Progress, 1968
'Progress...', 1968. 

Ron Cobb was an American cartoonist who was mostly active in the late 1960s and early 1970s. He was known for his sharp and poignant political-social cartoons, published in underground newspapers all over the world. Later in his career he reinvented himself as a film set designer for various Hollywood science fiction and fantasy films, including 'Dark Star', 'Alien', 'Star Wars', 'Raiders of the Lost Ark', 'Back to the Future' and 'The Abyss'. Cobb also wrote scripts, designed sets and co-directed episodes of several TV series, including 'Amazing Stories' (1986). He was also the designer of the Ecology Flag and its symbol. 

Early life and career
Ron Cobb was born in 1937 in Los Angeles. His main graphic influence was Chesley Bonestell. Despite having no formal training in graphical illustration the 18-year old Cobb applied for a job at the Walt Disney Studios and was surprisingly enough hired. Like most newcomers he started at the bottom, working as an "inbetweener", drawing the required amount of drawings between each animated pose. He became a "breakdown artist", summarizing all movie production elements into one script. Cobb only worked on one animated feature, 'Sleeping Beauty' (1959), before being laid off again. He did various little jobs until 1960, when he was drafted in the U.S. army. Originally his duties consisted of little else than delivering classified military documents to the right military units. To avoid being sent to the U.S. infantry, Cobb signed up for an extra year. Unfortunately the United States got involved in the Vietnam War soon after, and thus he was shipped off to Vietnam, where he spent two years as a draughtsman for the Signal Corps.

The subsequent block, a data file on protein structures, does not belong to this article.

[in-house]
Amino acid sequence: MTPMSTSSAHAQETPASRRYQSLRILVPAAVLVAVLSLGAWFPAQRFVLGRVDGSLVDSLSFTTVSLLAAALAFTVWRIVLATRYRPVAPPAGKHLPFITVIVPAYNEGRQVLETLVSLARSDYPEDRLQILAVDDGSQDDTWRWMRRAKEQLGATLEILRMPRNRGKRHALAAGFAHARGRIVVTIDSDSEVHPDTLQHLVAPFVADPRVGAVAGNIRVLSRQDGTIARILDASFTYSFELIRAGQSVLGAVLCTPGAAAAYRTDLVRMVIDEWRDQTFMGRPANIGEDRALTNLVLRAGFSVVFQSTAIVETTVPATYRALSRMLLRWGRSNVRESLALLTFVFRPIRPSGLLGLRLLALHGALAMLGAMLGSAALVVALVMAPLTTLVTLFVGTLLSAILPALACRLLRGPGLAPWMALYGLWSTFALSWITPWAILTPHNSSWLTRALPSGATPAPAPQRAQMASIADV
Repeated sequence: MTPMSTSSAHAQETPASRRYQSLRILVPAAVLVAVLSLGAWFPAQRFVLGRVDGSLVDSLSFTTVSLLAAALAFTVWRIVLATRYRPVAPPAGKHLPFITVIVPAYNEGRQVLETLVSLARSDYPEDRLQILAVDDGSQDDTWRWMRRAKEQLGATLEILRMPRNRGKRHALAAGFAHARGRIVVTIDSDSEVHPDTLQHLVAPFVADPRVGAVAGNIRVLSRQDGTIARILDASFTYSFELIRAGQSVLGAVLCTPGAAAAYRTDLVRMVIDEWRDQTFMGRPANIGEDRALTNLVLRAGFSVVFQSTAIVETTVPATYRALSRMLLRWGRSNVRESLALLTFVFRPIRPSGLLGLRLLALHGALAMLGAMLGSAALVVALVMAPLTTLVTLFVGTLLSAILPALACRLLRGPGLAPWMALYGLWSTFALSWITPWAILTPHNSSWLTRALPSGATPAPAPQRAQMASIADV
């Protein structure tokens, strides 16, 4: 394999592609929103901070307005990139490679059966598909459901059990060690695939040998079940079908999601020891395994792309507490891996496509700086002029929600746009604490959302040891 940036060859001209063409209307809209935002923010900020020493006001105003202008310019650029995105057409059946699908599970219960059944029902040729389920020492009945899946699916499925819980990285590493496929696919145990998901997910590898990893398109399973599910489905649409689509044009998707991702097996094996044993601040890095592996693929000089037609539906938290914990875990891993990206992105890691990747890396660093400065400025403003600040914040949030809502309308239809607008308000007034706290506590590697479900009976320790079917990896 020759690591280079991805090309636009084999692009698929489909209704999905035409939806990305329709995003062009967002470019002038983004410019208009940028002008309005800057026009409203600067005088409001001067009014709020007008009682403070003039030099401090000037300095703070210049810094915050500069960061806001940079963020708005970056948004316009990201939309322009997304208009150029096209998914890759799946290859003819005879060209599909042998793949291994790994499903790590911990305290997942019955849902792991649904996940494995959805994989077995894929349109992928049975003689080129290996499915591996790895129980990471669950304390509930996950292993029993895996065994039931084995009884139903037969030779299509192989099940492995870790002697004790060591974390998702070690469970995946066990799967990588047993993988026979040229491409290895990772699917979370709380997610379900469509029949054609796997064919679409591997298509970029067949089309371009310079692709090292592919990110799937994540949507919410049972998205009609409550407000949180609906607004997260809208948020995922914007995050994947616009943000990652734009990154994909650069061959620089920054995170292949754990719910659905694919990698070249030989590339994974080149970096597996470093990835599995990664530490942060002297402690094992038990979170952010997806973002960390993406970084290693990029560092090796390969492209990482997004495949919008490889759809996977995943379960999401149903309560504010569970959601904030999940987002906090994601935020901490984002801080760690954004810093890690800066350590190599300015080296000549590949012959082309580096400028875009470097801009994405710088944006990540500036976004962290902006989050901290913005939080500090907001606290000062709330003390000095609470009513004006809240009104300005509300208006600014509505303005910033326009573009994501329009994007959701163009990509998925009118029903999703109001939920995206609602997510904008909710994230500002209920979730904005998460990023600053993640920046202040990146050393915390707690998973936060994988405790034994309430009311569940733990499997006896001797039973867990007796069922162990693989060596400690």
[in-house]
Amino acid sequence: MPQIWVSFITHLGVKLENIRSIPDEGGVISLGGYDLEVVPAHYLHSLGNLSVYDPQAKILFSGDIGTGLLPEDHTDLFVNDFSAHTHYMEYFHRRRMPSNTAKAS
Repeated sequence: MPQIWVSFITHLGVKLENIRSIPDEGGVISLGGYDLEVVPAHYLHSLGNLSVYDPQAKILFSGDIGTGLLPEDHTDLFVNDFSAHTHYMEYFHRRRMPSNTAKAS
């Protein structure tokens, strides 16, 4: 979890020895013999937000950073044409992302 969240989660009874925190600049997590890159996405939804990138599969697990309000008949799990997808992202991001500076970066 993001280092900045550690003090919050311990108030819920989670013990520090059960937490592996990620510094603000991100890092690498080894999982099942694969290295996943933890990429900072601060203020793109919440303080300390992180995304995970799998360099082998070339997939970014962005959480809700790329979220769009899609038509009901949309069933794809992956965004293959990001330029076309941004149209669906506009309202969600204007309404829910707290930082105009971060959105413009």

Cartoon by Ron Cobb
Cartoon by Ron Cobb, 1970.

Political cartoons
In 1965 Cobb returned to his civilian life. He decided to become a cartoonist, but his initial work was rejected by Hugh Hefner's Playboy. He found a less censor-heavy environment in the underground newspaper the Los Angeles Press. Cobb's cartoons were notable for their thought-provoking and wry criticism of the Lyndon B. Johnson and Richard Nixon administration, pollution, racism, militarism, poverty, consumerism, religion, nuclear energy, the Watergate affair and the Vietnam war. Their anti-establishment attitude perfectly incapsulated the spirit of the times and were therefore featured in various sister publications of the Los Angeles Press and many other left-wing magazines all across the globe. They appeared among others in the Berkeley Barb, the Chicago Seed, the East Village Other, Lot's Wife, and Farrago. Cobb also illustrated covers for the magazine Famous Monsters of Filmland. Cobb stayed with The Los Angeles Reader until 1970. His work was published in six compilation books: 'RCD-25' (1967), 'Mah Fellow Americans' (1968), 'Raw Sewage' (1971), 'My Fellow Americans' (1971), 'The Cobb Book' (1975) and 'Cobb Again' (1978).